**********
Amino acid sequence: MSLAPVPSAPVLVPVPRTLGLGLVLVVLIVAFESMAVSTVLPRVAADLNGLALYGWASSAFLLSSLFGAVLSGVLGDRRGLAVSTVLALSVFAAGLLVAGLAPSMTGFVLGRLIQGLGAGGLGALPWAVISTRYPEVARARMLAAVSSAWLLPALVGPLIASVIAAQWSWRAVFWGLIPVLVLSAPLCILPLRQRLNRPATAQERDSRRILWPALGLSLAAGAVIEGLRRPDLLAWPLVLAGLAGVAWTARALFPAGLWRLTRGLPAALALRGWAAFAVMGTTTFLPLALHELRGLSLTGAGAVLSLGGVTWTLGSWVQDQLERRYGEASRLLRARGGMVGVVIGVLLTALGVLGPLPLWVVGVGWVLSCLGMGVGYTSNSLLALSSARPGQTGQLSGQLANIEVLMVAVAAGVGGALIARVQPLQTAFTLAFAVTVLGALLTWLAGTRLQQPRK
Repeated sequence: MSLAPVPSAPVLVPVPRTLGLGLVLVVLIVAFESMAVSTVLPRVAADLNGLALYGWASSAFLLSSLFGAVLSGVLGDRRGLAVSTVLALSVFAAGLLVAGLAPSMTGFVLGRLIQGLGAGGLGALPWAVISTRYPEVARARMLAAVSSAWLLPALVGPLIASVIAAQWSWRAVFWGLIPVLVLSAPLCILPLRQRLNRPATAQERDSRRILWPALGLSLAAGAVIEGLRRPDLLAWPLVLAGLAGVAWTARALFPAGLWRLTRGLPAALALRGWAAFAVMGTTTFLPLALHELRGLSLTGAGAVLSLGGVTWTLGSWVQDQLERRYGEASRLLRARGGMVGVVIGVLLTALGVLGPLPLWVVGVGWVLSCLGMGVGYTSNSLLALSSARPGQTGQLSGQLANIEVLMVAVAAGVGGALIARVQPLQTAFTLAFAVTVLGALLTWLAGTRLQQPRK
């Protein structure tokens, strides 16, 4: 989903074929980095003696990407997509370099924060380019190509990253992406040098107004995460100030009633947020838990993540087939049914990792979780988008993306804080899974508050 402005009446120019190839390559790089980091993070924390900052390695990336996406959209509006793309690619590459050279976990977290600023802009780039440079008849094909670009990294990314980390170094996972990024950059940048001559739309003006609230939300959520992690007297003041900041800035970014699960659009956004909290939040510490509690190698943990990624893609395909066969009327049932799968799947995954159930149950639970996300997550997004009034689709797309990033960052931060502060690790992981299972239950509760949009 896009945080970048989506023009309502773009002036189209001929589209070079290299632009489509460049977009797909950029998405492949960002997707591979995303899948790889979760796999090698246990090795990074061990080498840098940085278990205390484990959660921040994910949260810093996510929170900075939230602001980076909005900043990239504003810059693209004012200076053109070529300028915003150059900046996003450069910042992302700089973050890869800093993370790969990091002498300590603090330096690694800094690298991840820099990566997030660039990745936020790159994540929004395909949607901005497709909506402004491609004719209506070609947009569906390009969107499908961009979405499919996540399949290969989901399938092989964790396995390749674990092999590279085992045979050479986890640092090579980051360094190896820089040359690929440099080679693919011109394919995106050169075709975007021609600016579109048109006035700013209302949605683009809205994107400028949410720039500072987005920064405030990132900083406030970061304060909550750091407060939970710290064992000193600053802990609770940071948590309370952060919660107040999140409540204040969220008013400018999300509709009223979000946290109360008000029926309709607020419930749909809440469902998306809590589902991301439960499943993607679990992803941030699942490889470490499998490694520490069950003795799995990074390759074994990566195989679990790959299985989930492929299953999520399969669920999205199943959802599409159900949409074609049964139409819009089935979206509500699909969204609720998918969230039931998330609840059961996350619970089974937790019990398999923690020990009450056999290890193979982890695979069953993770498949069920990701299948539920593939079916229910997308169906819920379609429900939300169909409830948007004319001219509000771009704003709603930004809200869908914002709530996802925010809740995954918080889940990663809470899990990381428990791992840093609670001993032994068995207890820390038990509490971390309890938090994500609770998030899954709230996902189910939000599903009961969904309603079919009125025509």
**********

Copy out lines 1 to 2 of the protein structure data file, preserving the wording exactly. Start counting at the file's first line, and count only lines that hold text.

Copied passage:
Amino acid sequence: MSLAPVPSAPVLVPVPRTLGLGLVLVVLIVAFESMAVSTVLPRVAADLNGLALYGWASSAFLLSSLFGAVLSGVLGDRRGLAVSTVLALSVFAAGLLVAGLAPSMTGFVLGRLIQGLGAGGLGALPWAVISTRYPEVARARMLAAVSSAWLLPALVGPLIASVIAAQWSWRAVFWGLIPVLVLSAPLCILPLRQRLNRPATAQERDSRRILWPALGLSLAAGAVIEGLRRPDLLAWPLVLAGLAGVAWTARALFPAGLWRLTRGLPAALALRGWAAFAVMGTTTFLPLALHELRGLSLTGAGAVLSLGGVTWTLGSWVQDQLERRYGEASRLLRARGGMVGVVIGVLLTALGVLGPLPLWVVGVGWVLSCLGMGVGYTSNSLLALSSARPGQTGQLSGQLANIEVLMVAVAAGVGGALIARVQPLQTAFTLAFAVTVLGALLTWLAGTRLQQPRK
Repeated sequence: MSLAPVPSAPVLVPVPRTLGLGLVLVVLIVAFESMAVSTVLPRVAADLNGLALYGWASSAFLLSSLFGAVLSGVLGDRRGLAVSTVLALSVFAAGLLVAGLAPSMTGFVLGRLIQGLGAGGLGALPWAVISTRYPEVARARMLAAVSSAWLLPALVGPLIASVIAAQWSWRAVFWGLIPVLVLSAPLCILPLRQRLNRPATAQERDSRRILWPALGLSLAAGAVIEGLRRPDLLAWPLVLAGLAGVAWTARALFPAGLWRLTRGLPAALALRGWAAFAVMGTTTFLPLALHELRGLSLTGAGAVLSLGGVTWTLGSWVQDQLERRYGEASRLLRARGGMVGVVIGVLLTALGVLGPLPLWVVGVGWVLSCLGMGVGYTSNSLLALSSARPGQTGQLSGQLANIEVLMVAVAAGVGGALIARVQPLQTAFTLAFAVTVLGALLTWLAGTRLQQPRK